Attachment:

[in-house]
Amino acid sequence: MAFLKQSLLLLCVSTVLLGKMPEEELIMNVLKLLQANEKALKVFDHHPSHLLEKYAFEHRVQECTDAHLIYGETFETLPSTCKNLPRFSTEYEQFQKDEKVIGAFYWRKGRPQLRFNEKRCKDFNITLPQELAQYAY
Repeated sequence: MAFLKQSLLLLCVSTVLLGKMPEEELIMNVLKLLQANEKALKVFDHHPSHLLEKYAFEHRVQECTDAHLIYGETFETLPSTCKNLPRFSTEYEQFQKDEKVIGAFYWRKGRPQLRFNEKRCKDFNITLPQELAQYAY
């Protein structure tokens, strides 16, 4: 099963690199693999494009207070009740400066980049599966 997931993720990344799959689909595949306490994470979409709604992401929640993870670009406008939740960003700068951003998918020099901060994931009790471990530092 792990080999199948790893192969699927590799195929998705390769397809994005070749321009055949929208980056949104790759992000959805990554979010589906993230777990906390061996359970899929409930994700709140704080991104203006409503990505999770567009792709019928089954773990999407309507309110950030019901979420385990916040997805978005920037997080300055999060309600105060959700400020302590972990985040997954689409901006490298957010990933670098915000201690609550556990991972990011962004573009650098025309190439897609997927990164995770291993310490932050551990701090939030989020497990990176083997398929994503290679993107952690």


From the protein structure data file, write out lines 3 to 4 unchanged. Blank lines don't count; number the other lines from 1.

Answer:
Repeated sequence: MAFLKQSLLLLCVSTVLLGKMPEEELIMNVLKLLQANEKALKVFDHHPSHLLEKYAFEHRVQECTDAHLIYGETFETLPSTCKNLPRFSTEYEQFQKDEKVIGAFYWRKGRPQLRFNEKRCKDFNITLPQELAQYAY
């Protein structure tokens, strides 16, 4: 099963690199693999494009207070009740400066980049599966 997931993720990344799959689909595949306490994470979409709604992401929640993870670009406008939740960003700068951003998918020099901060994931009790471990530092 792990080999199948790893192969699927590799195929998705390769397809994005070749321009055949929208980056949104790759992000959805990554979010589906993230777990906390061996359970899929409930994700709140704080991104203006409503990505999770567009792709019928089954773990999407309507309110950030019901979420385990916040997805978005920037997080300055999060309600105060959700400020302590972990985040997954689409901006490298957010990933670098915000201690609550556990991972990011962004573009650098025309190439897609997927990164995770291993310490932050551990701090939030989020497990990176083997398929994503290679993107952690």